betrayal of selfMost of us have an underlying feeling of betrayal. Perhaps you use a different word. This I only just discovered, buried under hurt and anger and frustration.

There has been a situation stirring for a year now, nagging at me day and night. It has to do with someone with whom I have little contact, except in the war raging in my own mind. My ability to blame the other knew no bounds. Even as I did so, the absurdity of the situation was not lost on me.  My self-judgment, demanding that I feel other than how I did, kept me from getting to the root of the root.

Betrayal finally revealed itself. I spent days dwelling in all of the many ways I had been betrayed. Mother, father, sister, partners, life, all, everyone, had done their share. It was helpful to see that the present day situation, as I had suspected, was an opportunity for me to clean out an old, dense, frozen piece of my soul.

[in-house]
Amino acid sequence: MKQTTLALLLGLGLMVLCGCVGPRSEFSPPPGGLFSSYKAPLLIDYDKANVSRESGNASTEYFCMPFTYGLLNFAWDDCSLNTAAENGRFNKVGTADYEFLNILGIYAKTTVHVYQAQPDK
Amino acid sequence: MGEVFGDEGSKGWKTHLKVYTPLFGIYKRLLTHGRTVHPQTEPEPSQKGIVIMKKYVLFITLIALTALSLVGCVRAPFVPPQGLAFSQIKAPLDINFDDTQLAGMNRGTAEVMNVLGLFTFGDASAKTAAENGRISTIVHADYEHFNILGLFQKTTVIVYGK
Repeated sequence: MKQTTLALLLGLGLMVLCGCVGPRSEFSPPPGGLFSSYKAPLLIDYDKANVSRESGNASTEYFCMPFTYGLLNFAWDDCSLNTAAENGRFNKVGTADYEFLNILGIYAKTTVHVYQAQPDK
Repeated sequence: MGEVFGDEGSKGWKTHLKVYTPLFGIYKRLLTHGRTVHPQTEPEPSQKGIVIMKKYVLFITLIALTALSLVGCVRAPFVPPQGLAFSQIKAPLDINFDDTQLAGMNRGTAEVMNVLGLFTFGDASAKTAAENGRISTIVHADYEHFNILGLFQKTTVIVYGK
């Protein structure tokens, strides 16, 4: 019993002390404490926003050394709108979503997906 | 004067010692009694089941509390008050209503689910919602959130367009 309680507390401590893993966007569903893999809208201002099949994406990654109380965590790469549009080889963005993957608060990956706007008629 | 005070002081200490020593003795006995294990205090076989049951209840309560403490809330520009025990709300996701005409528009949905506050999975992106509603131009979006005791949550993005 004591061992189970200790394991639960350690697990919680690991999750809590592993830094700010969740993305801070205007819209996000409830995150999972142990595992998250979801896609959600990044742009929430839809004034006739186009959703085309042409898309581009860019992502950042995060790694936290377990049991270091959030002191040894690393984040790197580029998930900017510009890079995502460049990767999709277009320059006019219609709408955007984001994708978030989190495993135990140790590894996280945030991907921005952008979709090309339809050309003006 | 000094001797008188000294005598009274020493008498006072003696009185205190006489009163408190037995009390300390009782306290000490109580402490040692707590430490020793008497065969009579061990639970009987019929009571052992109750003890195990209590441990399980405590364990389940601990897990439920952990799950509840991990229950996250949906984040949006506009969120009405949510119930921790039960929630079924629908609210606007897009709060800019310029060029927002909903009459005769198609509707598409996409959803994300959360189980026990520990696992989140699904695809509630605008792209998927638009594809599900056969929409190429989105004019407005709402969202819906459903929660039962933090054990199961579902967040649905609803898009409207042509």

But I was still stuck. Until I realized that the betrayal that rocked me off of my knees as I prayed this morning was my very own.

Self-betrayal. It feels like the worst possible kind. How does one escape when they are their own captor?

This is a trick question, I now realize. We are all our own captors. There is no escape. In fact, the desperate trying to escape is usually, like Chinese handcuffs, what keeps us locked in our suffering.

The key is, with help from our higher self, to go into and through the worst of the worst of ourselves. Yes, it is very painful. No, it is not all tied up with a pretty bow. It is gut-wrenching, heartbreaking, soul shattering and mind blowing at its best. Finally, it is freeing.

When I see that it is I who betrayed myself, if I am willing to have the courage to be vulnerable, I can learn to trust myself.

I can promise you I have not learned anything by blaming my feelings of betrayal on others. By having the courage to be vulnerable, feel how I was hurt, disappointed, felt as if I didn’t matter – and still hold onto myself, I can strengthen myself for the inevitable bumps on this road.

When I see that the other is simply human – doing what she learned to do, just as I do what I learned to do, in order to survive, before we knew any better – with compassion for myself and the other, the world feels whole again.


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